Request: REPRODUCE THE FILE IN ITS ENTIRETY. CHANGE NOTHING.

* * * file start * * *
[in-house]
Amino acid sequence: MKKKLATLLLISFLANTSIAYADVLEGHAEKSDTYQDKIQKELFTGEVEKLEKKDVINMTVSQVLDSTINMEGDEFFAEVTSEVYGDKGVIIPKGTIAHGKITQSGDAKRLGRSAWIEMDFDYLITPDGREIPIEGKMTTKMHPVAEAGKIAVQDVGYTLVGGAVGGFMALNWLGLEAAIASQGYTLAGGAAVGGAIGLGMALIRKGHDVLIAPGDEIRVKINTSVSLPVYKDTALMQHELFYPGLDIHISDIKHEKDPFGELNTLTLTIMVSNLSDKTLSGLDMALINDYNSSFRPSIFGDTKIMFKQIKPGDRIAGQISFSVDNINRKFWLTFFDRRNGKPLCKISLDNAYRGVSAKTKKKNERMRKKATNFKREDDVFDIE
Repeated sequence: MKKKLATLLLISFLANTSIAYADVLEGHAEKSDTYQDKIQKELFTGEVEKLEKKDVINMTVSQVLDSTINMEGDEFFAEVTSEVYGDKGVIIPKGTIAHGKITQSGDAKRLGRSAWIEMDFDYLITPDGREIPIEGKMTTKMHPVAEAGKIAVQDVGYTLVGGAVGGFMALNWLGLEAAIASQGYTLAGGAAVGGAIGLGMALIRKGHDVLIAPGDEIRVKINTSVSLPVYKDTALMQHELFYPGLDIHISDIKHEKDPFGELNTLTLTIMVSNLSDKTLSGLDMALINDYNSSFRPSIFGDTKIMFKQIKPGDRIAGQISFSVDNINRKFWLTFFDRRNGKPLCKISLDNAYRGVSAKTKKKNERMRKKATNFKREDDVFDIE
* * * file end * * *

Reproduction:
[in-house]
Amino acid sequence: MKKKLATLLLISFLANTSIAYADVLEGHAEKSDTYQDKIQKELFTGEVEKLEKKDVINMTVSQVLDSTINMEGDEFFAEVTSEVYGDKGVIIPKGTIAHGKITQSGDAKRLGRSAWIEMDFDYLITPDGREIPIEGKMTTKMHPVAEAGKIAVQDVGYTLVGGAVGGFMALNWLGLEAAIASQGYTLAGGAAVGGAIGLGMALIRKGHDVLIAPGDEIRVKINTSVSLPVYKDTALMQHELFYPGLDIHISDIKHEKDPFGELNTLTLTIMVSNLSDKTLSGLDMALINDYNSSFRPSIFGDTKIMFKQIKPGDRIAGQISFSVDNINRKFWLTFFDRRNGKPLCKISLDNAYRGVSAKTKKKNERMRKKATNFKREDDVFDIE
Repeated sequence: MKKKLATLLLISFLANTSIAYADVLEGHAEKSDTYQDKIQKELFTGEVEKLEKKDVINMTVSQVLDSTINMEGDEFFAEVTSEVYGDKGVIIPKGTIAHGKITQSGDAKRLGRSAWIEMDFDYLITPDGREIPIEGKMTTKMHPVAEAGKIAVQDVGYTLVGGAVGGFMALNWLGLEAAIASQGYTLAGGAAVGGAIGLGMALIRKGHDVLIAPGDEIRVKINTSVSLPVYKDTALMQHELFYPGLDIHISDIKHEKDPFGELNTLTLTIMVSNLSDKTLSGLDMALINDYNSSFRPSIFGDTKIMFKQIKPGDRIAGQISFSVDNINRKFWLTFFDRRNGKPLCKISLDNAYRGVSAKTKKKNERMRKKATNFKREDDVFDIE